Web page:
Daily Commentary BY THE CURVE TEAM –

Central Bank Challenges Overshadow Trade Deal

16th of January, 2020

The overnight signing of the trade deal was overshadowed by the ongoing challenge faced by central banks.

Phase one of the trade deal was signed by the US and China in an elongated signing ceremony. There were not a great deal of surprises in the full 94 page text of trade deal (which you can find here), with it in line with the details that has been publicised in recent weeks.

It contained an increase in Chinese imports of US goods, details on intellectual property and forced transfer, removing barriers of US financial firms entering China and a commitment from China not to devalue its currency. Enforcement mechanisms of the deal left a little to be desired with a long winded process required before any remedial measures will take place.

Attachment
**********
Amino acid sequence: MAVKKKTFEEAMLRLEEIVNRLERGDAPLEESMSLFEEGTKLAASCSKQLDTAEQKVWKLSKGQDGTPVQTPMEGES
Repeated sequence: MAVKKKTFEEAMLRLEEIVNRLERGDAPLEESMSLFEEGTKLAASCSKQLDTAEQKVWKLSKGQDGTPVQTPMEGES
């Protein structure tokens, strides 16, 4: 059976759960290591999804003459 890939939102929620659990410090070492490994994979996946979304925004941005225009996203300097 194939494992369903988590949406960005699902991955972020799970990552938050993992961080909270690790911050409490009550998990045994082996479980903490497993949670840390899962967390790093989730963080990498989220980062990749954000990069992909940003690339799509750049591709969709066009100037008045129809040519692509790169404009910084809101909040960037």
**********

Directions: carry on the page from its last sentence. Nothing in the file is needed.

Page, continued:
The deal is very much a truce rather than a significant step in the right direction. The most significant detail is that tariffs will remain in place with little chance of them rolling back prior to November’s US elections.

Of more significance overnight was further evidence of the struggle central banks are having. Data overnight saw UK CPI undershoot, with the annual rate falling to a multi-year low. The weakness in CPI came about even with the unemployment rate in the UK below 4% and wage growth above 3%. This is something similar to the US data earlier in the week.

It shows just how big the challenge is for the RBA. Unemployment is currently above 5% and wages below 3%. Forecasts suggest driving down unemployment and lifting wages will be difficult over the medium term. The experience overseas suggests the challenge for the RBA could be bigger than it currently anticipates.

David Flanagan

Director - Interest Rate Markets